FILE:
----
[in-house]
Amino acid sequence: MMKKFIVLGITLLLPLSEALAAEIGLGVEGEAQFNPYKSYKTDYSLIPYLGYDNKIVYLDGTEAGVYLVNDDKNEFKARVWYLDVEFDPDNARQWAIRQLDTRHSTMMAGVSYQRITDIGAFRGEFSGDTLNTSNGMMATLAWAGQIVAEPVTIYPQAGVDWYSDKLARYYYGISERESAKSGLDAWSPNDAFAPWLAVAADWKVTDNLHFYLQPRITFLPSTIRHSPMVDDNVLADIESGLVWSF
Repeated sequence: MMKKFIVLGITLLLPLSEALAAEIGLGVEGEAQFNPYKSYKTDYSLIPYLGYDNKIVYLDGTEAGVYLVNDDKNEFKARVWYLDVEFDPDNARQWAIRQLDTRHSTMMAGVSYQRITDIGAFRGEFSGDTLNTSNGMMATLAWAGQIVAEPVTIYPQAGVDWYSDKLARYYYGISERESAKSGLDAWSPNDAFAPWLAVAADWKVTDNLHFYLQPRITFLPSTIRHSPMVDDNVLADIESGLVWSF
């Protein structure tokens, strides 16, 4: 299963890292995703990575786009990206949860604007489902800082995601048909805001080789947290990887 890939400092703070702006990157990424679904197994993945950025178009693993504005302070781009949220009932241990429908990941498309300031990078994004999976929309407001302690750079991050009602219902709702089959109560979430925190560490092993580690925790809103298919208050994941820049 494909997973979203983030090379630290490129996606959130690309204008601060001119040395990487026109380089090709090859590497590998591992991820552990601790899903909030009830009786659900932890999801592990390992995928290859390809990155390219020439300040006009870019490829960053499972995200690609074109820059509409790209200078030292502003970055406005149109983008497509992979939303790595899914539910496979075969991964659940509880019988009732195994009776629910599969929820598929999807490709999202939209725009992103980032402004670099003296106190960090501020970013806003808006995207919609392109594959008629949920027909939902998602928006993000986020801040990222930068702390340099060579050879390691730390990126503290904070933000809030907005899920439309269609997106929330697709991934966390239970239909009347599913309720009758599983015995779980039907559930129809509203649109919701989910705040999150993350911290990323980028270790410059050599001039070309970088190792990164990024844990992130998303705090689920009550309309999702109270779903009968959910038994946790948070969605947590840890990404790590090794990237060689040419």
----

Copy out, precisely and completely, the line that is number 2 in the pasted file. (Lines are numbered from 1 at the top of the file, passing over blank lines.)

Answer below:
Amino acid sequence: MMKKFIVLGITLLLPLSEALAAEIGLGVEGEAQFNPYKSYKTDYSLIPYLGYDNKIVYLDGTEAGVYLVNDDKNEFKARVWYLDVEFDPDNARQWAIRQLDTRHSTMMAGVSYQRITDIGAFRGEFSGDTLNTSNGMMATLAWAGQIVAEPVTIYPQAGVDWYSDKLARYYYGISERESAKSGLDAWSPNDAFAPWLAVAADWKVTDNLHFYLQPRITFLPSTIRHSPMVDDNVLADIESGLVWSF